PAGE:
FOR a while, we had witnessed vintage Joelinton – the one from the Mike Ashley era who played at centre-forward and couldn’t hit a cow’s backside with a banjo.
The big Brazilian bungled one close-range chance by handling before he found the netted – and then produced a miss-of-the-season contender by Row-Zedding it from six yards.
But, finally, the new Joelinton – the impressive model from the ultra-efficient Geordie Arabia era – emerged, finding the net with a two-yard tap-in sending the massed ranks of Toon Army foot soldiers into rapture.
They were telling their Ma they don’t want no tea, they were going to Wembley.
And next Tuesday, at an expectant St James’ Park, Eddie Howe’s men will surely fulfil that prophet by wrapping up this Carabao Cup semi-final in the second leg.
Saints, rock-bottom of the Premier League, had an equaliser ruled out because of an Adam Armstrong handball but had centre-half Duje Caleta-Car sent off late on as Newcastle’s superior class began to tell.
Eddie Howe’s side will surely be at Wembley on February 26, to face Manchester United or Nottingham Forest – and they will fancy their chances of a first domestic trophy since the long gone days of Wor Jackie Milburn.
Given the 18-year hiatus since their last semi-final appearance, and their 54-year wait for any major trophy, the 644-mile trip from Tyneside would have felt like a trip to the local for the Toon Army.
Their team have been solid, professional but actually rather boring of late, yet after more than a decade of shambolic, amateurish and actually rather boring under Ashley, this season has represented a major uplift.
Among the home support, there wasn’t the same sense of occasion. The threat of relegation and a dismal Premier League record at St Mary’s saw to that.
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Nick Pope – dressed in fluorescent orange like a steward – has had a similar none-shall-pass attitude to his work of late.
He has not conceded a goal since a late Saints consolation in a 4-1 win here on November 6 – a run of ten straight clean sheets for the puritan Pope.
Newcastle ought to have gone in front in the second minute whe Miguel Almiron went on a scamper and squared for Joe Willock but the midfielder, in glorious isolation, skied his shot.
The Saints were clearly struggling for confidence and rhythm, their central defenders, Lyanco and Caleta-Car, consistently passing to Newcastle players and inviting pressure on the hosts.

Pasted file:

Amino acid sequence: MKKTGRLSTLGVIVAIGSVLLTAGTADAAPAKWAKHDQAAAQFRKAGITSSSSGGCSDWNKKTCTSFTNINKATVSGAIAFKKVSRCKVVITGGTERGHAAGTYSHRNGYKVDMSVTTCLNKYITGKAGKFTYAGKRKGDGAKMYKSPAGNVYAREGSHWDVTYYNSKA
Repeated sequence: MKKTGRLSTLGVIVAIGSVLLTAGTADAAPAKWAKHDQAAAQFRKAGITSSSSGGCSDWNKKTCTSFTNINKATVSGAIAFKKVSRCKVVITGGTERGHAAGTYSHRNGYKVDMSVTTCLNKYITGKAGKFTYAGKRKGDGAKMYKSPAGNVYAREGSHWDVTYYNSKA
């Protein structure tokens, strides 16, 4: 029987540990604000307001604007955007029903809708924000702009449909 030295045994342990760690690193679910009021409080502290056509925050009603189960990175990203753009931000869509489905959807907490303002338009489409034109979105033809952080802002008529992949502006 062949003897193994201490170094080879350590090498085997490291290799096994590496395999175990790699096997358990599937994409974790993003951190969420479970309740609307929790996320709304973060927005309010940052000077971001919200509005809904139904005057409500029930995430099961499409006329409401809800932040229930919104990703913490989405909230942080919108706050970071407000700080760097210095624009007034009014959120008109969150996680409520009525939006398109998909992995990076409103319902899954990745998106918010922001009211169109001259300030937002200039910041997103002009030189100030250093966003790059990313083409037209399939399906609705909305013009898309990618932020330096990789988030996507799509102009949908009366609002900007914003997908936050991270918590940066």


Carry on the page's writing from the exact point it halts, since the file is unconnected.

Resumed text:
Caleta-Car clattered Almiron with a horrible clumsy challenge which earned him a booking.
When Newcastle broke soon after, Almiron on a bandy-legged dribble, Kieran Trippier with a trademark whipped centre, Willock was at it again, ballooning his volley.
Howe’s men thought they had scored five minutes before the break when Willock cut in from the left and forced a save from Gavin Bazunu.
As Mohammed Salisu hacked clear, there were a queue of Newcastle players waiting but Joelinton seemed to control with his arm before his shot found the net and ref Stuart Attwell ruled it out.
Pope was soon forced into an improvised save from a fizzing, swerving low drive from Carlos Alcaraz.
And Pope, suddenly busy, had to dart out of his area to clear from Moussa Djenepro, thudding into the Saints winger as he did so but escaping punishment despite the howls of the home players and supporters.
After the break, Almiron was leaving scorched earth down the left flank again but when he cut back, Sean Longstaff cleared the bar, the theme for Newcastle’s evening.
After Alcaraz – the Argentinian midfielder making his full debut – had nutmegged Dan Burn, Sekjou Mara sent a scissors kick just wide.
But then came an extraordinary miss, which seemed to sum up Newcastle’s recent form.
Almiron’s pace and trickery bewildered the Saints defence but after his low centre located Joelinton six yards out, the Brazilian somehow shot over despite attempting to side-foot, rather than blast it.
Alcaraz, who can definitely play a bit, released Che Adams but the sub almost had too much time to think and shot too close to Pope, who stuck out a foot to save.
This was more like it from Southampton and soon Adams forced a sprawling save from Pope.
But then Alexander Isak, just on for Callum Wilson, beat his man down the right and centred low for Joelinton to finally end his frustration from two yards as the Geordies cavorted behind him.
Saints thought they had equalised almost immediately but Armstrong had handled, as he and Dan Burn fell over each other, as he applied the finishing touch to Samuel Edozie’s hooked centre.
Caleta-Car suffered his second booking for chopping down Allan Saint-Maximin late on and the Geordies will have sung as they de-iced their motors for the long journey home.